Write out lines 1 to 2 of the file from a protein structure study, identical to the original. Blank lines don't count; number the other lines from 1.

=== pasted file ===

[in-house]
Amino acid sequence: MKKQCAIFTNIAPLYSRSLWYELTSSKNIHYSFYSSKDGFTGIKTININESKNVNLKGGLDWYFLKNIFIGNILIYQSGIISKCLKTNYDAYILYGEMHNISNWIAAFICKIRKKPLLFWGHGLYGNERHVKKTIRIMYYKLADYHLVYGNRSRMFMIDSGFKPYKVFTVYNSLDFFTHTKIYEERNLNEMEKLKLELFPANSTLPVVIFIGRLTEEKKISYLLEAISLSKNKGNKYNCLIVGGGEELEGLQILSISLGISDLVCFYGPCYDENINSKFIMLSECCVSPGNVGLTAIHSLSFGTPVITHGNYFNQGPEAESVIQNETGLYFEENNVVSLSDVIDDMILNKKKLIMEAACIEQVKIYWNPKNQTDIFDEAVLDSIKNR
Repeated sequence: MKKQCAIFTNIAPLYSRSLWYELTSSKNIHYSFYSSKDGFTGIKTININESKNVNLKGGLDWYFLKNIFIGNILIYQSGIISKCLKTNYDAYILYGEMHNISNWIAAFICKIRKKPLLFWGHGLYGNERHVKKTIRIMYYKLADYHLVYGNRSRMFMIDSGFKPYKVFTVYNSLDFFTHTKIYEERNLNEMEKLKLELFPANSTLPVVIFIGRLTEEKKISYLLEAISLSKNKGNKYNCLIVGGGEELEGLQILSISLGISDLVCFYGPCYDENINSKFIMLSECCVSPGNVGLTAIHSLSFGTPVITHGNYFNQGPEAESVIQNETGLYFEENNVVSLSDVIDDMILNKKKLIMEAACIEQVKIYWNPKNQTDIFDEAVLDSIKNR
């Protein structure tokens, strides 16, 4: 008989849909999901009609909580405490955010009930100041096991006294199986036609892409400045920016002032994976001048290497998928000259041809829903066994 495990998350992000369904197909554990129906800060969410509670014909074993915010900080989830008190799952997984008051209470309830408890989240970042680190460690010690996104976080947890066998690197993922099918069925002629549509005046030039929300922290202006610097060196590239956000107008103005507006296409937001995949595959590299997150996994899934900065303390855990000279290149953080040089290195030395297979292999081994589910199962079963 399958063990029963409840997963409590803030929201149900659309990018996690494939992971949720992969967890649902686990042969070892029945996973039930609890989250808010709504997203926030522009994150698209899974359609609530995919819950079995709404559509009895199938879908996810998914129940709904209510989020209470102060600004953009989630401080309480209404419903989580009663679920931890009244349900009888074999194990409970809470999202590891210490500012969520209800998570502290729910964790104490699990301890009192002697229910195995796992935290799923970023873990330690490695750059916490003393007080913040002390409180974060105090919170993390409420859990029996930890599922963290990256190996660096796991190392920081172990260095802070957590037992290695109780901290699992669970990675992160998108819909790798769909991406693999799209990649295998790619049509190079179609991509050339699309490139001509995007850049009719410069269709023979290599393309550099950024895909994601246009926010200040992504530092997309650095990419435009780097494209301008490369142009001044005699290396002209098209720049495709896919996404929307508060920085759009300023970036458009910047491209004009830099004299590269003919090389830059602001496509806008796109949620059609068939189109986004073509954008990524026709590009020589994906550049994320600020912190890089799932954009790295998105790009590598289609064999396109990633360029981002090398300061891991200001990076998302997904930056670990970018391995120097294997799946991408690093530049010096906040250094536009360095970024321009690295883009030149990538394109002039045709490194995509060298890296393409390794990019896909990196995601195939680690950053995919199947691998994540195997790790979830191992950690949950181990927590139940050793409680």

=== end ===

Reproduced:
[in-house]
Amino acid sequence: MKKQCAIFTNIAPLYSRSLWYELTSSKNIHYSFYSSKDGFTGIKTININESKNVNLKGGLDWYFLKNIFIGNILIYQSGIISKCLKTNYDAYILYGEMHNISNWIAAFICKIRKKPLLFWGHGLYGNERHVKKTIRIMYYKLADYHLVYGNRSRMFMIDSGFKPYKVFTVYNSLDFFTHTKIYEERNLNEMEKLKLELFPANSTLPVVIFIGRLTEEKKISYLLEAISLSKNKGNKYNCLIVGGGEELEGLQILSISLGISDLVCFYGPCYDENINSKFIMLSECCVSPGNVGLTAIHSLSFGTPVITHGNYFNQGPEAESVIQNETGLYFEENNVVSLSDVIDDMILNKKKLIMEAACIEQVKIYWNPKNQTDIFDEAVLDSIKNR